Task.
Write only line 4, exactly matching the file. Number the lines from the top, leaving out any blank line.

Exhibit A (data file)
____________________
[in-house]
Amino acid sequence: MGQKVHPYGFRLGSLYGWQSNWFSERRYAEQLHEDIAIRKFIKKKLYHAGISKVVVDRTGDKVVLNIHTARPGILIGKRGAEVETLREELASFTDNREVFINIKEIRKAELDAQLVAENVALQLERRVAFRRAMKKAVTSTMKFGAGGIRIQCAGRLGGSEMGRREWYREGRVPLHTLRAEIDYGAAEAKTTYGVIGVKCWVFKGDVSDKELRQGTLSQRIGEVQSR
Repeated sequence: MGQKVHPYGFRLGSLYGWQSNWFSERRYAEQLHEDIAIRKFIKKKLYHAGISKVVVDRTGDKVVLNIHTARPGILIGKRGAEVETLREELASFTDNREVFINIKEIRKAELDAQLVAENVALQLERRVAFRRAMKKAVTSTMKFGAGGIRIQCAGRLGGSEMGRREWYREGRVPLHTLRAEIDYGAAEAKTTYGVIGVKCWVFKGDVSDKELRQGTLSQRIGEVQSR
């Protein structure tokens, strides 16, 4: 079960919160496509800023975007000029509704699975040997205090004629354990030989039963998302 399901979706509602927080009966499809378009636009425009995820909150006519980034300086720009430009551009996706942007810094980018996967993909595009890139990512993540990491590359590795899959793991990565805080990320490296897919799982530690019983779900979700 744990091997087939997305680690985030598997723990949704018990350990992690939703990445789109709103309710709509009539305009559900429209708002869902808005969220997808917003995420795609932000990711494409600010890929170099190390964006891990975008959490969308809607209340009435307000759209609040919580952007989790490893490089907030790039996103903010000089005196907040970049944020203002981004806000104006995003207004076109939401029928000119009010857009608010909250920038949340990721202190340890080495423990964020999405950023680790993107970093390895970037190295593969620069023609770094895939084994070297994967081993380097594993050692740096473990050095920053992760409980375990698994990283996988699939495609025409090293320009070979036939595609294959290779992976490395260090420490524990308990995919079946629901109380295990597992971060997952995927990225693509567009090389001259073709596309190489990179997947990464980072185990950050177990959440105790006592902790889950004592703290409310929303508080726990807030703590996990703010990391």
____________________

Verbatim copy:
């Protein structure tokens, strides 16, 4: 079960919160496509800023975007000029509704699975040997205090004629354990030989039963998302 399901979706509602927080009966499809378009636009425009995820909150006519980034300086720009430009551009996706942007810094980018996967993909595009890139990512993540990491590359590795899959793991990565805080990320490296897919799982530690019983779900979700 744990091997087939997305680690985030598997723990949704018990350990992690939703990445789109709103309710709509009539305009559900429209708002869902808005969220997808917003995420795609932000990711494409600010890929170099190390964006891990975008959490969308809607209340009435307000759209609040919580952007989790490893490089907030790039996103903010000089005196907040970049944020203002981004806000104006995003207004076109939401029928000119009010857009608010909250920038949340990721202190340890080495423990964020999405950023680790993107970093390895970037190295593969620069023609770094895939084994070297994967081993380097594993050692740096473990050095920053992760409980375990698994990283996988699939495609025409090293320009070979036939595609294959290779992976490395260090420490524990308990995919079946629901109380295990597992971060997952995927990225693509567009090389001259073709596309190489990179997947990464980072185990950050177990959440105790006592902790889950004592703290409310929303508080726990807030703590996990703010990391």